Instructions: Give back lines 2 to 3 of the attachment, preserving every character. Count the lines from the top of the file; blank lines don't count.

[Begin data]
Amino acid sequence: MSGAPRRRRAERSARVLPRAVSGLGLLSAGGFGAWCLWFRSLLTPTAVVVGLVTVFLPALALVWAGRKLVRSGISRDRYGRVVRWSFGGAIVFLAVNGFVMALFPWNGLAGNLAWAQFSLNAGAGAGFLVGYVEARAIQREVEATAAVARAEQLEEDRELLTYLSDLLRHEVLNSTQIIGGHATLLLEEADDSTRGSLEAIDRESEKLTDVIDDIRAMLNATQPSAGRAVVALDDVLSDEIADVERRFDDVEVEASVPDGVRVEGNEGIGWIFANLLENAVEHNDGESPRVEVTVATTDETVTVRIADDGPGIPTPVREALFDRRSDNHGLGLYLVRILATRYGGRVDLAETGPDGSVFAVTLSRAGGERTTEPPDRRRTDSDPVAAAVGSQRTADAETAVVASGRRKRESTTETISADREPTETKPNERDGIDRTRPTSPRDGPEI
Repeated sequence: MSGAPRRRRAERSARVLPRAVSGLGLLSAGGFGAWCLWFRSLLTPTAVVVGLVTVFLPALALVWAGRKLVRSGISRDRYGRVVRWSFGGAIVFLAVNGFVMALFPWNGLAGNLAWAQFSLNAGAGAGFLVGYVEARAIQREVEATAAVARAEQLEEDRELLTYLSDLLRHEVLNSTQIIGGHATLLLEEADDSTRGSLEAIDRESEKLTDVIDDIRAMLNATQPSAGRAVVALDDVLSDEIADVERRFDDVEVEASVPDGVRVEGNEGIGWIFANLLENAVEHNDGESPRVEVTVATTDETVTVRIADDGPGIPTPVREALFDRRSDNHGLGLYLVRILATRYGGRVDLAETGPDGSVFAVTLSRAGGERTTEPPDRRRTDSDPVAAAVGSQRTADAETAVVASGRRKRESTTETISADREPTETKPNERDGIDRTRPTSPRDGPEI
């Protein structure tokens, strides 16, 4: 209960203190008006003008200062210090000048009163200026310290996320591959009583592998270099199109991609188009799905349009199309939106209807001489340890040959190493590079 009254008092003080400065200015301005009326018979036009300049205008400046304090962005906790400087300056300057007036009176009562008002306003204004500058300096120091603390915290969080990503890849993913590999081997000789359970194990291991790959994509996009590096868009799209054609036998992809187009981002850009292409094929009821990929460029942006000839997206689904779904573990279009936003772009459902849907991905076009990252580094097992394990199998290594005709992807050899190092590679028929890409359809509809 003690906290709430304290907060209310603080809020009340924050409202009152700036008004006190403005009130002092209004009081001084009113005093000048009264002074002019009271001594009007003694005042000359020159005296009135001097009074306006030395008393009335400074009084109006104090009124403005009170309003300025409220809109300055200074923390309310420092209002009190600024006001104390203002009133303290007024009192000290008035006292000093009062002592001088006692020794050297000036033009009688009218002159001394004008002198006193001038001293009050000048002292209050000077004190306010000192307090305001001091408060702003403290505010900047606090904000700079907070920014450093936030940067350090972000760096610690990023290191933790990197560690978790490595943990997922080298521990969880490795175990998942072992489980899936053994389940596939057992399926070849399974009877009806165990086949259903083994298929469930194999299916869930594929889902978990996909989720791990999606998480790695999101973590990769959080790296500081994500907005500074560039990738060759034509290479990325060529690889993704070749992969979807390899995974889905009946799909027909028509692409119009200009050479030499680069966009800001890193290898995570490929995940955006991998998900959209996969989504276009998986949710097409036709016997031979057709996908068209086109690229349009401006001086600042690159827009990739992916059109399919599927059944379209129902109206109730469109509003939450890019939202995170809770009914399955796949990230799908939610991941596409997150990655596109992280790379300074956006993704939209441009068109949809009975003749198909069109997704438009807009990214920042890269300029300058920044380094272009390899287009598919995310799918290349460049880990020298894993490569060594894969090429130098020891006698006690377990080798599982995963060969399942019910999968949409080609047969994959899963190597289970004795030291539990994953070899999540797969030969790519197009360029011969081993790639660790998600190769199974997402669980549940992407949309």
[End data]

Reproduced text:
Repeated sequence: MSGAPRRRRAERSARVLPRAVSGLGLLSAGGFGAWCLWFRSLLTPTAVVVGLVTVFLPALALVWAGRKLVRSGISRDRYGRVVRWSFGGAIVFLAVNGFVMALFPWNGLAGNLAWAQFSLNAGAGAGFLVGYVEARAIQREVEATAAVARAEQLEEDRELLTYLSDLLRHEVLNSTQIIGGHATLLLEEADDSTRGSLEAIDRESEKLTDVIDDIRAMLNATQPSAGRAVVALDDVLSDEIADVERRFDDVEVEASVPDGVRVEGNEGIGWIFANLLENAVEHNDGESPRVEVTVATTDETVTVRIADDGPGIPTPVREALFDRRSDNHGLGLYLVRILATRYGGRVDLAETGPDGSVFAVTLSRAGGERTTEPPDRRRTDSDPVAAAVGSQRTADAETAVVASGRRKRESTTETISADREPTETKPNERDGIDRTRPTSPRDGPEI
């Protein structure tokens, strides 16, 4: 209960203190008006003008200062210090000048009163200026310290996320591959009583592998270099199109991609188009799905349009199309939106209807001489340890040959190493590079 009254008092003080400065200015301005009326018979036009300049205008400046304090962005906790400087300056300057007036009176009562008002306003204004500058300096120091603390915290969080990503890849993913590999081997000789359970194990291991790959994509996009590096868009799209054609036998992809187009981002850009292409094929009821990929460029942006000839997206689904779904573990279009936003772009459902849907991905076009990252580094097992394990199998290594005709992807050899190092590679028929890409359809509809 003690906290709430304290907060209310603080809020009340924050409202009152700036008004006190403005009130002092209004009081001084009113005093000048009264002074002019009271001594009007003694005042000359020159005296009135001097009074306006030395008393009335400074009084109006104090009124403005009170309003300025409220809109300055200074923390309310420092209002009190600024006001104390203002009133303290007024009192000290008035006292000093009062002592001088006692020794050297000036033009009688009218002159001394004008002198006193001038001293009050000048002292209050000077004190306010000192307090305001001091408060702003403290505010900047606090904000700079907070920014450093936030940067350090972000760096610690990023290191933790990197560690978790490595943990997922080298521990969880490795175990998942072992489980899936053994389940596939057992399926070849399974009877009806165990086949259903083994298929469930194999299916869930594929889902978990996909989720791990999606998480790695999101973590990769959080790296500081994500907005500074560039990738060759034509290479990325060529690889993704070749992969979807390899995974889905009946799909027909028509692409119009200009050479030499680069966009800001890193290898995570490929995940955006991998998900959209996969989504276009998986949710097409036709016997031979057709996908068209086109690229349009401006001086600042690159827009990739992916059109399919599927059944379209129902109206109730469109509003939450890019939202995170809770009914399955796949990230799908939610991941596409997150990655596109992280790379300074956006993704939209441009068109949809009975003749198909069109997704438009807009990214920042890269300029300058920044380094272009390899287009598919995310799918290349460049880990020298894993490569060594894969090429130098020891006698006690377990080798599982995963060969399942019910999968949409080609047969994959899963190597289970004795030291539990994953070899999540797969030969790519197009360029011969081993790639660790998600190769199974997402669980549940992407949309």